The Terminal

From Wikipedia, the free encyclopedia
Jump to navigation Jump to search
The Terminal
Movie poster the terminal.jpg
Theatrical release poster
Directed bySteven Spielberg
Produced by
Screenplay by
Story by
Music byJohn Williams
CinematographyJanusz Kamiński
Edited byMichael Kahn
Distributed byDreamWorks Pictures
Release date
  • June 18, 2004 (2004-06-18)
Running time
128 minutes
CountryUnited States
LanguageEnglish, Bulgarian
Budget$60 million[1]
Box office$219.4 million[1]

The Terminal is a 2004 American comedy-drama film co-produced and directed by Steven Spielberg and starring Tom Hanks, Catherine Zeta-Jones, and Stanley Tucci. The film is about an Eastern European man who becomes stuck in New York's John F. Kennedy Airport terminal when he is denied entry into the United States and at the same time is unable to return to his native country because of a military coup.

The film is partially inspired by the true story of the 18-year stay of Mehran Karimi Nasseri in Terminal 1 of Paris-Charles de Gaulle Airport, France, from 1988 to 2006.[2] After finishing his previous film, Catch Me If You Can, Spielberg decided to direct The Terminal because he wanted to make another film "that could make us laugh and cry and feel good about the world". Due to a lack of suitable airports willing to provide their facilities for the production, an entire working set was built inside a large hangar at the LA/Palmdale Regional Airport, while most of the film's exterior shots were from the Montréal–Mirabel International Airport.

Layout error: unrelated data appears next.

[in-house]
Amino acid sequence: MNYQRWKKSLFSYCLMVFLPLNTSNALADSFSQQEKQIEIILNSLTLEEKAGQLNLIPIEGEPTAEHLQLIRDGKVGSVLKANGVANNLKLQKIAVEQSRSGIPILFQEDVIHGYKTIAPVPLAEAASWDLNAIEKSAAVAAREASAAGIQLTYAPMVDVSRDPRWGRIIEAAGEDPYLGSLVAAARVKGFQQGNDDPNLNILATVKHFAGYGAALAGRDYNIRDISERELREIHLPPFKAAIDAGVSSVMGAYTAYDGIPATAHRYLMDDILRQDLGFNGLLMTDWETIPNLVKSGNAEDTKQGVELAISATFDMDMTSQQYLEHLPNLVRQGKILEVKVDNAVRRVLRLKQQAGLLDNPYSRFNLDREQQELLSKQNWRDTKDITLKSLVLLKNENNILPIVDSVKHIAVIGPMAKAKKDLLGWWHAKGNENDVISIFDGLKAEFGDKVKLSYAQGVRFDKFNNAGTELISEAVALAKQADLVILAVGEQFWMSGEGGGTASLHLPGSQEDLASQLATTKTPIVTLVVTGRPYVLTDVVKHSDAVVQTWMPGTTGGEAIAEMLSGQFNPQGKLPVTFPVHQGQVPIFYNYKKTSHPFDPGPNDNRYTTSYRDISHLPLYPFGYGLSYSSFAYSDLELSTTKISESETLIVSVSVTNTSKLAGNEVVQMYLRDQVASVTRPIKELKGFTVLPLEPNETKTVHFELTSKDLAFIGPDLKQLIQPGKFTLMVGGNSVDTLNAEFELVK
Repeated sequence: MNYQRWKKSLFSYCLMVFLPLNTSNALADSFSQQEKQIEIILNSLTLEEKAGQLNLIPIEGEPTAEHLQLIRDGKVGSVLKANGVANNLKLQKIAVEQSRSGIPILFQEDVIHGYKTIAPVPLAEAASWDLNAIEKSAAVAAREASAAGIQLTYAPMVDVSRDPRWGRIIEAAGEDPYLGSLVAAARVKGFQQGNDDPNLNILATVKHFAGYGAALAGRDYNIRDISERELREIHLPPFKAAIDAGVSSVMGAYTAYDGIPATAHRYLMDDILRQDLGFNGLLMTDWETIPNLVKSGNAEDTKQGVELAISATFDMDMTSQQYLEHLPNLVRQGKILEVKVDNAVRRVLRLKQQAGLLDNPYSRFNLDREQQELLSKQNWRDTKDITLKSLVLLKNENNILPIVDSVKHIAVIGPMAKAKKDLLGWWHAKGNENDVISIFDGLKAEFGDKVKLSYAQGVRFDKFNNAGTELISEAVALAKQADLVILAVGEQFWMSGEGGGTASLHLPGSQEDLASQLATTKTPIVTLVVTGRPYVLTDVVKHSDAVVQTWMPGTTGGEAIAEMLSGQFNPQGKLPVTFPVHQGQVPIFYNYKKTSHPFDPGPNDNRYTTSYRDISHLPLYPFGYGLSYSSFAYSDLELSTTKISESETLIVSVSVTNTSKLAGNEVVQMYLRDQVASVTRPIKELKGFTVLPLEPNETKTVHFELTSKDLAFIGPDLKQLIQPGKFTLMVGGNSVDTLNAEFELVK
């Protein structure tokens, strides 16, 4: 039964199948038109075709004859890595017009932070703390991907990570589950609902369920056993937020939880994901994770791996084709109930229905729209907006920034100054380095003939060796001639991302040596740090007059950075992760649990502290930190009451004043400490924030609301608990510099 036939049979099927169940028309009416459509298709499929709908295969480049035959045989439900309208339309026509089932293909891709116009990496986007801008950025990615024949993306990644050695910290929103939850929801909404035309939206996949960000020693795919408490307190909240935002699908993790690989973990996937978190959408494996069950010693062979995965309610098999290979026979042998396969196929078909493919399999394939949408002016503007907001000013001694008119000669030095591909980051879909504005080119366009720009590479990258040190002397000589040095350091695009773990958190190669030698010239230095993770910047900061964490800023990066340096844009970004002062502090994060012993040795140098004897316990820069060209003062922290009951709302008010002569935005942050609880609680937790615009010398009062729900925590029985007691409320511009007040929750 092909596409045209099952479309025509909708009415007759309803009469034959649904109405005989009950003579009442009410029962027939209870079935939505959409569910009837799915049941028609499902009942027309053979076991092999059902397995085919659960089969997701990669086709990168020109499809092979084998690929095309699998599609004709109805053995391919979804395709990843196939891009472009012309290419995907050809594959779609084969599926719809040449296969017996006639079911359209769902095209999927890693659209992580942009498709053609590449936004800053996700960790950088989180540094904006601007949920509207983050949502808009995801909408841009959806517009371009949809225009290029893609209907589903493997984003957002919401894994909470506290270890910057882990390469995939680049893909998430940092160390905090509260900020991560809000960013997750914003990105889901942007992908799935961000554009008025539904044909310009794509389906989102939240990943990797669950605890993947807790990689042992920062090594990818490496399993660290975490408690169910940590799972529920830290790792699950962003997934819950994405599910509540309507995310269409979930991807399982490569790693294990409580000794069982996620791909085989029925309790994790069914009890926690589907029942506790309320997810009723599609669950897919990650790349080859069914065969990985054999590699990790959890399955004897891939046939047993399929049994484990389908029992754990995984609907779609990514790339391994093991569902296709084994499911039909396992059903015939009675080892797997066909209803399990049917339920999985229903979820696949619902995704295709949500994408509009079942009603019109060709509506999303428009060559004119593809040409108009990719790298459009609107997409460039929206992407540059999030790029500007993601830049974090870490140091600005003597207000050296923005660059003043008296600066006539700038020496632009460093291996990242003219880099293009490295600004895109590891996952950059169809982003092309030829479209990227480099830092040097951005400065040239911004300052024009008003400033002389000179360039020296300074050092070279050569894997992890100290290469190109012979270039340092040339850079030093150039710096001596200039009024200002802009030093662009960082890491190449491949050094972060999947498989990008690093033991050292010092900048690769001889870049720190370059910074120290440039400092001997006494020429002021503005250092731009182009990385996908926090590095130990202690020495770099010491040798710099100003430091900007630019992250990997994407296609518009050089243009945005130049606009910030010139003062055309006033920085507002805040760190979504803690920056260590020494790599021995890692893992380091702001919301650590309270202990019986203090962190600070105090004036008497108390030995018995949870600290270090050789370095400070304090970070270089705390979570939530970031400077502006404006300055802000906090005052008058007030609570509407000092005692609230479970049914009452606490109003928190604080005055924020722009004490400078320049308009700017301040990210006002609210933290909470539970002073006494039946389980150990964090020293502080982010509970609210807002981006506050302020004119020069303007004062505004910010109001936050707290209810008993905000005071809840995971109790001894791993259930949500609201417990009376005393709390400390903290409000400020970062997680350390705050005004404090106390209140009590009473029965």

The film was released in North America on June 18, 2004 to mixed reviews but was a commercial success, earning $77.9 million in domestic grosses and $219.4 million worldwide.


Viktor Navorski (Tom Hanks), a traveler from the fictional nation of Krakozhia, arrives at New York's John F. Kennedy International Airport, only to discover that his passport is suddenly no longer valid. The United States no longer recognizes Krakozhia as an independent country after the outbreak of a civil war, and Viktor is not permitted to either enter the country or return home as he is now stateless. Because of this, U.S. Customs and Border Protection seizes his passport and airline ticket.

With no other choice, Viktor settles in at the terminal with only his luggage and a Planters peanut can, much to the frustration of Frank Dixon (Stanley Tucci), the temporary customs director of the airport. Dixon is being considered for a promotion and becomes obsessed with getting rid of Viktor. Later, Dixon lets Viktor be a "free man" in the transit lounge, and cannot leave it. Viktor goes in a renovation zone where a gate will be renovated, and makes it his home. He then befriends and assists airport employees and travelers. Among them, a flight attendant named Amelia Warren (Catherine Zeta-Jones), whom he sees periodically and tries to woo, presenting himself as a building contractor who is frequently traveling. Viktor had been hired by an airport contractor and paid under the table after he impulsively remodeled a wall at the renovation zone.

One day, Dixon pulls Amelia aside and questions whether she knows Viktor's true situation. Amelia confronts Viktor at his makeshift home, where he shows her that the Planters peanut can contains a copy of the "A Great Day in Harlem" photograph. His late father was a jazz enthusiast who had discovered the famous portrait in a Hungarian newspaper in 1958, and vowed to collect the autographs of all 57 of the musicians featured on it. He died before he could get the last one, from tenor saxophonist Benny Golson. Viktor has come to New York to do so. After hearing the story, Amelia kisses Viktor.